#Gradlife: Advice from a Real Graduate Entering the Workforce
You’re five years old, your backpack is on, and your lunch is packed. You walk in with your parent and stand in front of the door. Congratulations, you have made it to the first day of primary school. The opportunities are endless; you can be anything you want to be when you “grow up”, life is simple, you’re feeling great! Flash forward to 16 years later – “your palms are sweaty, knees week, arms are heavy…” You’re about to sit your last exam EVER at university! You walk out feeling like you are now ready for the world. “Come at me, full-time employment!” are your initial thoughts as you walk across the stage at Aotea Centre to receive that very important piece of paper.
The feeling of being a brand new, shiny graduate is amazing (I would know; I was an AUT graduate in August of last year). In one of the last semesters of my degree, I secured an amazing position right after my last exam! I currently work as a Candidate Manager and help recruit for contact centre positions. In our team, we get a lot of graduates applying, which is great. But before you click apply, I strongly urge that you consider a few things. The points made below are based solely on my experience as a new grad entering the workforce and what I have learnt along the way.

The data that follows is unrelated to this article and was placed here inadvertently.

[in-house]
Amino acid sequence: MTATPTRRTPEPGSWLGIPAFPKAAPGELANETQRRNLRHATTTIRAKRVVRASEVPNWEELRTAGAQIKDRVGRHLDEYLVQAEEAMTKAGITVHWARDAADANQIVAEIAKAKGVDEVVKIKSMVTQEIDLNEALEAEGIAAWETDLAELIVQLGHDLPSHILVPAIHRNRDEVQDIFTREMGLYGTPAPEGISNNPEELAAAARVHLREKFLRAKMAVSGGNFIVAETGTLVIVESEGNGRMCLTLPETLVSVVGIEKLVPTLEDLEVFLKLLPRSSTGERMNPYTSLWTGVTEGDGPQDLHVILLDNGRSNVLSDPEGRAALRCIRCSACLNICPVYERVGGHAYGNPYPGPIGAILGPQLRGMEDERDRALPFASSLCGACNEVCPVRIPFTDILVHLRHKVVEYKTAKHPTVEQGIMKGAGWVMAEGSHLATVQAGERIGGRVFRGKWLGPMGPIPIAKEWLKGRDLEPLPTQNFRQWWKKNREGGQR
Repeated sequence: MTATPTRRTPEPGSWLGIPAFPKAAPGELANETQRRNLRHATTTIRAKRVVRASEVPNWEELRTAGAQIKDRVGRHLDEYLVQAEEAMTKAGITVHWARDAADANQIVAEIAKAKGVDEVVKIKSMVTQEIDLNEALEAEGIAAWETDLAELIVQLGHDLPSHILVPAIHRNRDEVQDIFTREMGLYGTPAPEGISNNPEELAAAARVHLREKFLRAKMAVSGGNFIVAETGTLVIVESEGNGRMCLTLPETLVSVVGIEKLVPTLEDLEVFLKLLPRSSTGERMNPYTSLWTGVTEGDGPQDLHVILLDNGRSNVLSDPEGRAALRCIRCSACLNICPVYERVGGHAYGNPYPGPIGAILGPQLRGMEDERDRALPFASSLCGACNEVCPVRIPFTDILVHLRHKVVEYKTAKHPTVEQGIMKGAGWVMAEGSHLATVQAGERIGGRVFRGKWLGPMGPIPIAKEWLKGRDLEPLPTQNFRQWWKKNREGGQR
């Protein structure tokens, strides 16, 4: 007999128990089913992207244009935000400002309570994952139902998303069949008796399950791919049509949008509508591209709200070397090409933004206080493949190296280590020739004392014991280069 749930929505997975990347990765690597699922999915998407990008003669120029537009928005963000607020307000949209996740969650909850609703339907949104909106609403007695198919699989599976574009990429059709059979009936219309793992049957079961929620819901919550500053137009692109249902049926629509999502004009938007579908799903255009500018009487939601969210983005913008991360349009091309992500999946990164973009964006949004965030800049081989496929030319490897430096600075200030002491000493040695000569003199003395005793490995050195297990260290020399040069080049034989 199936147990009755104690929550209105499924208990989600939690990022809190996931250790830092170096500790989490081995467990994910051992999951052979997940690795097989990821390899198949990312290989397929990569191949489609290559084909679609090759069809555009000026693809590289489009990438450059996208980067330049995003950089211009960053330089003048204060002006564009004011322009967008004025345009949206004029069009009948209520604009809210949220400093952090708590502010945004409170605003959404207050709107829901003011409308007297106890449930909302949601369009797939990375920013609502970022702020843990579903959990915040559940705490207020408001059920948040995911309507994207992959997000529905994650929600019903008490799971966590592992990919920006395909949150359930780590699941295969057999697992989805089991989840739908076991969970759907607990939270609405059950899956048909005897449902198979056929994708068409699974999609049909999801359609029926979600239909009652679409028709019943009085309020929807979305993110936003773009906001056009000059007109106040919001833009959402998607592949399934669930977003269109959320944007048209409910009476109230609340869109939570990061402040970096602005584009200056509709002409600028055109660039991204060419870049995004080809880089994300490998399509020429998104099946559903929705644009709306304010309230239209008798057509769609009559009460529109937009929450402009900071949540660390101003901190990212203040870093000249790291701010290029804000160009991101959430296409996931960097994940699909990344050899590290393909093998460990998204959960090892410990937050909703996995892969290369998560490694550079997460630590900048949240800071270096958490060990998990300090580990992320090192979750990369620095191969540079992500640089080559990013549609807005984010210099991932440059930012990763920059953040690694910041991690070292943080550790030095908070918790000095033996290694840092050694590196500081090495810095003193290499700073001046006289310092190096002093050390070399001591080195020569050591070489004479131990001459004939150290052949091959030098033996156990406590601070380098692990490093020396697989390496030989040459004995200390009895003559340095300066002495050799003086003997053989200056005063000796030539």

1) Everyone loves a good noob
Most of us complete uni without really knowing what we want to do (unless you have studied something industry specific, such as nursing, accounting, etc.). In some cases, what we want to do now is not even what we initially studied. Guess what? That is ok! Chances are, you still won’t know specifically what you want to do five years from now. Again, that is ok too! Trial and error is key; you aren’t going to know what you like and don’t like without giving it a go first. I personally did not even know what recruitment agencies were and what they did until I started looking for placement opportunities for my degree. I also never thought I would be interviewing people so early on from uni, but here I am. Did the idea terrify me to bits? Hell yes! Am I the best at it now? Definitely not! But turns out it is something that I enjoy! I am learning as I go, and you will be no different. Doing things outside of your comfort zone will either:
- Add a skill or two to your CV/LinkedIn profile
- Help you decide what you want in your next position
- Show you what you are good at/not so good at
You will make mistakes as you go, own up to them, learn, and move on. There really is no harm in trying, especially if you have spent most your life studying and are limited in skills.
2) Don’t be basic